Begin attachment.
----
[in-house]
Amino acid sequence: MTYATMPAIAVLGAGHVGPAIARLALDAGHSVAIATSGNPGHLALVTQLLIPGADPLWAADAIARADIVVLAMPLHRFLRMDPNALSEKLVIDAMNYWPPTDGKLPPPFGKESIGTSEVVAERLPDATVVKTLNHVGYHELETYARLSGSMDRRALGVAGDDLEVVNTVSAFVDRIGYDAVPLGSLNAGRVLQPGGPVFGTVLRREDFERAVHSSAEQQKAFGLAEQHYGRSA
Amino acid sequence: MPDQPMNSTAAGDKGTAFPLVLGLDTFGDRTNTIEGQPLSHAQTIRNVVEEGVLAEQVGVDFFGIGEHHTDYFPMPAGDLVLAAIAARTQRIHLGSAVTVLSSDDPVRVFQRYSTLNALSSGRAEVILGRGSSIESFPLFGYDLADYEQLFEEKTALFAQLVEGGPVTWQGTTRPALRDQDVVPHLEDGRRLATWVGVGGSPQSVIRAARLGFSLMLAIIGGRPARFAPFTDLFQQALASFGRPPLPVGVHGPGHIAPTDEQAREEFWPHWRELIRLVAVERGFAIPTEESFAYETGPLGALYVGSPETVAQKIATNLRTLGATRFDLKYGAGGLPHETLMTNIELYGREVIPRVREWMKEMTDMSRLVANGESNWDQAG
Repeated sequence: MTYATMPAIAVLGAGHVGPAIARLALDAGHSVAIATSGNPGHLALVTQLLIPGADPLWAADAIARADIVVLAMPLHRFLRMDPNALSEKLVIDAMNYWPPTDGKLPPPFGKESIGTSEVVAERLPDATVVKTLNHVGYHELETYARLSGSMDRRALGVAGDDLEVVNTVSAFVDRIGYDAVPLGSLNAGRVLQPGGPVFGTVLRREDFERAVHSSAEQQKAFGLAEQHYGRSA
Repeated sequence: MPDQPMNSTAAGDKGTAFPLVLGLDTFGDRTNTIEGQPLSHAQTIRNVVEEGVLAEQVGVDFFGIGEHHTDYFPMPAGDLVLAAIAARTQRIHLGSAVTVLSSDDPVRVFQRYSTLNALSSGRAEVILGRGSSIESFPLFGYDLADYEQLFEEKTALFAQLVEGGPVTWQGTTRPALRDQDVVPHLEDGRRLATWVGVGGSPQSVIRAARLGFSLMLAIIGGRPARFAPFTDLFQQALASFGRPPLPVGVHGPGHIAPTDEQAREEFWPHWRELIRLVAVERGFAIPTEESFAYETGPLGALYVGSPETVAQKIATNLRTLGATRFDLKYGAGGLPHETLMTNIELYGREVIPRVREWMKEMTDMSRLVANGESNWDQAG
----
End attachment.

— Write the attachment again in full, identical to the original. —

[in-house]
Amino acid sequence: MTYATMPAIAVLGAGHVGPAIARLALDAGHSVAIATSGNPGHLALVTQLLIPGADPLWAADAIARADIVVLAMPLHRFLRMDPNALSEKLVIDAMNYWPPTDGKLPPPFGKESIGTSEVVAERLPDATVVKTLNHVGYHELETYARLSGSMDRRALGVAGDDLEVVNTVSAFVDRIGYDAVPLGSLNAGRVLQPGGPVFGTVLRREDFERAVHSSAEQQKAFGLAEQHYGRSA
Amino acid sequence: MPDQPMNSTAAGDKGTAFPLVLGLDTFGDRTNTIEGQPLSHAQTIRNVVEEGVLAEQVGVDFFGIGEHHTDYFPMPAGDLVLAAIAARTQRIHLGSAVTVLSSDDPVRVFQRYSTLNALSSGRAEVILGRGSSIESFPLFGYDLADYEQLFEEKTALFAQLVEGGPVTWQGTTRPALRDQDVVPHLEDGRRLATWVGVGGSPQSVIRAARLGFSLMLAIIGGRPARFAPFTDLFQQALASFGRPPLPVGVHGPGHIAPTDEQAREEFWPHWRELIRLVAVERGFAIPTEESFAYETGPLGALYVGSPETVAQKIATNLRTLGATRFDLKYGAGGLPHETLMTNIELYGREVIPRVREWMKEMTDMSRLVANGESNWDQAG
Repeated sequence: MTYATMPAIAVLGAGHVGPAIARLALDAGHSVAIATSGNPGHLALVTQLLIPGADPLWAADAIARADIVVLAMPLHRFLRMDPNALSEKLVIDAMNYWPPTDGKLPPPFGKESIGTSEVVAERLPDATVVKTLNHVGYHELETYARLSGSMDRRALGVAGDDLEVVNTVSAFVDRIGYDAVPLGSLNAGRVLQPGGPVFGTVLRREDFERAVHSSAEQQKAFGLAEQHYGRSA
Repeated sequence: MPDQPMNSTAAGDKGTAFPLVLGLDTFGDRTNTIEGQPLSHAQTIRNVVEEGVLAEQVGVDFFGIGEHHTDYFPMPAGDLVLAAIAARTQRIHLGSAVTVLSSDDPVRVFQRYSTLNALSSGRAEVILGRGSSIESFPLFGYDLADYEQLFEEKTALFAQLVEGGPVTWQGTTRPALRDQDVVPHLEDGRRLATWVGVGGSPQSVIRAARLGFSLMLAIIGGRPARFAPFTDLFQQALASFGRPPLPVGVHGPGHIAPTDEQAREEFWPHWRELIRLVAVERGFAIPTEESFAYETGPLGALYVGSPETVAQKIATNLRTLGATRFDLKYGAGGLPHETLMTNIELYGREVIPRVREWMKEMTDMSRLVANGESNWDQAG